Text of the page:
In the second place, Peter was writing to a church that was being persecuted. They had little obvious reason to hope. Yet Peter is firm in his assurance that God will fully equip His own to face opposition and challenges. When our strength and endurance falters, God will renew us. He will re-energize us. He will give us what we need to stand strong and thrive.

Energize Your Worship

In the third place, our very calling is hopeful in nature. According to Peter, our job is to “proclaim the praises” of God—to worship Him with everything we’ve got. In order to do that, however, we need to understand God, to get a sense of who He is and what He’s done.

We need to take a fresh look at His creation, the wonders and intricacies of His loving design. We need to immerse ourselves in the stories and passages of the Bible that reveal aspects of God’s nature and detail His awe-inspiring works. We need to talk to others about God’s work in their lives. We need to read the words of the psalmists and others who committed themselves to worship—men and women who were inspired to write words like this:

When I consider Your heavens, the work of Your fingers,
The moon and the stars, which You have ordained,
What is man that You are mindful of him,
And the son of man that You visit him?

Psalm 8:3-4

The more we learn about what God has done, the more we understand about what He’s capable of. How He brings ultimate good from even the worst circumstances. The more we immerse ourselves in the business of worship, the more hope we will ultimately find.

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Claiming the Bible’s Legacy of Hope

Offering Hope to the Next Generation

Surviving and Thriving in an Anxiety-Filled Culture

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An Ancient Tradition of Worship in a Modern World

Worship has existed since … well, since humankind has existed. Adam and Eve lived in a paradise. They experienced God’s creation before the Fall, in all of its unimaginable splendor. They walked with God Himself in the cool of the evening. You think they weren’t bursting with expressions of worship and gratitude?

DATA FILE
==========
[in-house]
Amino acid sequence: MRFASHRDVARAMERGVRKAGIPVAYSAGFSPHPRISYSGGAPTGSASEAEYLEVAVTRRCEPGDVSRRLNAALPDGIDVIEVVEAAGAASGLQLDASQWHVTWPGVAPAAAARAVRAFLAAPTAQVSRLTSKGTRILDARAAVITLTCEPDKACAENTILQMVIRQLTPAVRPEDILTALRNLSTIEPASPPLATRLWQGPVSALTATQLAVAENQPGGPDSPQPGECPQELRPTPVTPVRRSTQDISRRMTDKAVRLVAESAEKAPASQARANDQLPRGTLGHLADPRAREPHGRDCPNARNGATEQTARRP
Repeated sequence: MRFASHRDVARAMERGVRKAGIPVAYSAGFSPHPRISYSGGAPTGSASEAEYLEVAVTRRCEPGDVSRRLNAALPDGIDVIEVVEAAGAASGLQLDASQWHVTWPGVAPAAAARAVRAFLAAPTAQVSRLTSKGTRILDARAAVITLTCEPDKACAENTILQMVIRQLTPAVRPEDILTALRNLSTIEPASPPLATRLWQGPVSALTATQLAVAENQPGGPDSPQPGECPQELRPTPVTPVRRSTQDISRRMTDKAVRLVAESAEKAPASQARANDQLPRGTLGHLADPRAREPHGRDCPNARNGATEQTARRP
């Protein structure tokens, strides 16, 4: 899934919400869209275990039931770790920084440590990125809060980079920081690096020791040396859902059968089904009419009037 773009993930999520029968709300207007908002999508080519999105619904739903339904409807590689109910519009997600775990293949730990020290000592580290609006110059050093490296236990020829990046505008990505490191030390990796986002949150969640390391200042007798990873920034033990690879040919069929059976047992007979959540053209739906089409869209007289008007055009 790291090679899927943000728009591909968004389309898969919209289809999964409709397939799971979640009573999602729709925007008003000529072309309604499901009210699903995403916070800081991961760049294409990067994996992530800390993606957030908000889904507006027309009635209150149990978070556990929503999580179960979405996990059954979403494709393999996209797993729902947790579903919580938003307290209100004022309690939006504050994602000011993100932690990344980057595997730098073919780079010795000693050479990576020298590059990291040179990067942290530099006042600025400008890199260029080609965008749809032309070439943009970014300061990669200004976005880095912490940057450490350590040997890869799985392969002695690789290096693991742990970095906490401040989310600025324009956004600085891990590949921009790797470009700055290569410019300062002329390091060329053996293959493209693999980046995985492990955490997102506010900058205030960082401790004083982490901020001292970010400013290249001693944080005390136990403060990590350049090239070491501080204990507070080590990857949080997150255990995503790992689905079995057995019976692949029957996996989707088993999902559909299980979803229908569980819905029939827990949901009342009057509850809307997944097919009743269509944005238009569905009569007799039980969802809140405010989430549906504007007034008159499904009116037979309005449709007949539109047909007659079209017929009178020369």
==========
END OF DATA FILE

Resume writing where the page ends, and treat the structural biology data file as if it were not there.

So when we worship today, we’re tapping into something ancient. Something timeless.

Something that connects us to our Creator in the same way our first ancestors were connected to Him.

There are four things we need to understand about this ancient tradition.

 

Worship gets us out of our own head.

Out of our own head is a very good place to be. In a culture where selfies are everything, it’s easy to become the center of our own universe. To pursue accolades and fish for compliments. To promote the brand of Me. To embrace the people, opportunities, and things that benefit us and dismiss the rest.

Genuine worship, on the other hand, requires a 180-degree turn. There may be an “I” in worship, but it’s strictly phonetic. Worship compels us to focus on God and His works alone.

 

Worship requires awareness.

If you go out of your way to do something extraordinary for someone else, at the very least you’d probably like the person to notice what you did. Receiving a heartfelt thank you from the person would probably be even better. And perhaps the best-case scenario would be to receive (a) a detailed expression of appreciation for your gesture that demonstrates a deep understanding of its value, as well as everything that went into it, and (b) a heartfelt tribute to your kindness, generosity, and skill-set.

Worship gives us the opportunity to offer such an expression and tribute to God. In order to do that, however, we must be aware of what it is He’s done. We need to pay close attention to His work in our lives, in the lives of others, and throughout creation. We need to learn to spot God’s handiwork in big things and small.

 

Music is tied closely to worship.

Many of the psalms in the Bible were intended to be sung. (David, the chief psalmist, was a musician before he became king of Israel.) In most churches, music features prominently in the worship service.

Music also works as a mood-setter for worship. If the busyness or distractions of daily life make it difficult for you get into a worship mindset, listen to your favorite worship songs. Listen in your car during your morning commute. Listen while you work out. Listen as part of your quiet time. Wherever music can be played, you can prepare for worship.

 

We were made to worship.

Passages such as Psalm 95 (NKJV) suggest that worship is part of our job description as created beings of God.

Oh come, let us worship and bow down;
Let us kneel before the Lord our Maker.
For He is our God,
And we are the people of His pasture, and the sheep of His hand.

Worship is in our blood; it’s why God created us as He did. When we fully embrace genuine worship, we experience a sense of fulfillment and purpose that can’t be experienced in any other way.

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For additional reading, check out the article Five Ingredients for a Game-Changing Worship Experience.

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10 Bible Passages and Prayers That Will Impact Your Holy Week

Apr 7, 2019 |

If you’re looking to add variety to your commemoration of Good Friday or your celebration of Easter Sunday, here are a few places to start.

6 Bible Passages:

 

Isaiah 53:3–5

Nothing about Christ’s suffering was fair. What he endured, we deserved.

He is despised and rejected by men,

A Man of sorrows and acquainted with grief.

And we hid, as it were, our faces from Him;

He was despised, and we did not esteem Him.

Surely He has borne our griefs